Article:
Aging is a subject of concern to everyone, but is widely misunderstood. If we view it as inevitable, we miss the fact that not everyone is able to grow to an old age. Realization of this reality helps us to understand that aging presents a wonderful opportunity - an opportunity to make choices about how we live which can enhance the aging process and offer a chance to live to our potential. This book clearly presents the four, multiple reserve, factors (cognitive, physical, psychological and social) which impact our ability to have healthy responses to the stresses of aging. By giving the biological basis for the advice given, you will learn the steps to take in your activities, diet and mental outlook to grasp the opportunity that aging offers. Everyone must know that what we do makes a difference.
Serial position scores on verbal memory tests are sensitive to early Alzheimer’s disease (AD)-related neuropathological changes that occur in the entorhinal cortex and hippocampus. The current study examines longitudinal change in serial position scores as markers of subtle cognitive decline in older adults who may be in preclinical or at-risk states for AD.
This study uses longitudinal data from the Religious Orders Study and the Rush Memory and Aging Project. Participants (n = 141) were included if they did not have dementia at enrollment, completed follow-up assessments, and died and were classified as Braak stage I or II. Memory tests were used to calculate serial position (primacy, recency), total recall, and episodic memory composite scores. A neuropathological evaluation quantified AD, vascular, and Lewy body pathologies. Mixed effects models were used to examine change in memory scores. Neuropathologies and covariates (age, sex, education, APOE e4) were examined as moderators.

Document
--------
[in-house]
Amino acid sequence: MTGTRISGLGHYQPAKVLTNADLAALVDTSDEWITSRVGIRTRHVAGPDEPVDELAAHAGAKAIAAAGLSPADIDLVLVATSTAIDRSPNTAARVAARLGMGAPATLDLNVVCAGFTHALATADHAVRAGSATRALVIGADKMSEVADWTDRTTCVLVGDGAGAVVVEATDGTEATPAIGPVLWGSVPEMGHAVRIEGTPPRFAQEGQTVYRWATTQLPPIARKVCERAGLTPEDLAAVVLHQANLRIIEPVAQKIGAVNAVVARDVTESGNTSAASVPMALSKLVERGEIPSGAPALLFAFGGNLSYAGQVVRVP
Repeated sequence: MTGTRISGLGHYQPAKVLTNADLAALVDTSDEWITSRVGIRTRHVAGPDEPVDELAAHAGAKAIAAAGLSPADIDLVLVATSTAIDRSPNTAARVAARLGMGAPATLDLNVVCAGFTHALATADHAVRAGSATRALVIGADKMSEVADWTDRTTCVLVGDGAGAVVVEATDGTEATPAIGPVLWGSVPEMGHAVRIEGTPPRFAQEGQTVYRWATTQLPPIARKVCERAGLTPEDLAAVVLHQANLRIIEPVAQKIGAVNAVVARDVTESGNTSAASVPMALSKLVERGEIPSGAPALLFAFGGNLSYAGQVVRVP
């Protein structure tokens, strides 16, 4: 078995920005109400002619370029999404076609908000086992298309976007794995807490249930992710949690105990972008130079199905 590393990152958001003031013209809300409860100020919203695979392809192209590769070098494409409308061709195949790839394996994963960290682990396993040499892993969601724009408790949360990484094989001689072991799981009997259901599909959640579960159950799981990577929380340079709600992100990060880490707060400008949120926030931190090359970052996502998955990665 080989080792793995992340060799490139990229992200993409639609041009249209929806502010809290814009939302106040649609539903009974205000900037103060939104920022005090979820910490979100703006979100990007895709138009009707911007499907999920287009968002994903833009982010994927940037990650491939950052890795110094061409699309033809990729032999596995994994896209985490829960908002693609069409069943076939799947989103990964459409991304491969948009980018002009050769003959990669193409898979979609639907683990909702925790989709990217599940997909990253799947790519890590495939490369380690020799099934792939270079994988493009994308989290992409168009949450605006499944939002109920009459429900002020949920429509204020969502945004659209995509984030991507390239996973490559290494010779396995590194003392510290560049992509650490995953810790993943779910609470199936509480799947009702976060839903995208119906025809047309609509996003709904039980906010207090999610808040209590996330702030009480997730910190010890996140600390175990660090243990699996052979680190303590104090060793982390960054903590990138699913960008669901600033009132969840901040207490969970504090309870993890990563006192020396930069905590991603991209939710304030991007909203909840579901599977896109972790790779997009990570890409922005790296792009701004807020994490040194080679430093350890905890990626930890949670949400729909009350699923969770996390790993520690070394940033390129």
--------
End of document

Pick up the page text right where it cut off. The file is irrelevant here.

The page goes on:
Primacy scores declined (β = −.032, p < .001), whereas recency scores increased (β = .021, p = .012). No change was observed in standard memory measures. Greater neurofibrillary tangle density and atherosclerosis explained 10.4% of the variance in primacy decline. Neuropathologies were not associated with recency change.
In older adults with hippocampal neuropathologies, primacy score decline may be a sensitive marker of early AD-related changes. Tangle density and atherosclerosis had additive effects on decline. Recency improvement may reflect a compensatory mechanism. Monitoring for changes in serial position scores may be a useful in vivo method of tracking incipient AD.
In behavioral variant frontotemporal dementia (bvFTD) neuropsychiatric symptoms are a significant concern as they impact care management and caregiver wellbeing.
To describe change in individual neuropsychiatric symptoms and associated caregivers’ distress assessed by the Neuropsychiatry Inventory (NPI) in patients diagnosed with bvFTD and Alzheimer’s disease (AD) from baseline to a 12-month follow-up.
The sample consisted of 31 patients diagnosed with bvFTD and 28 patients with AD and their caregivers. The NPI and the Addenbrooke´s Cognitive Examination Revised (ACE-R) were applied. Descriptive statistics, Mann-Whitney U test, Wilcoxon test, Chi square (χ2) were used.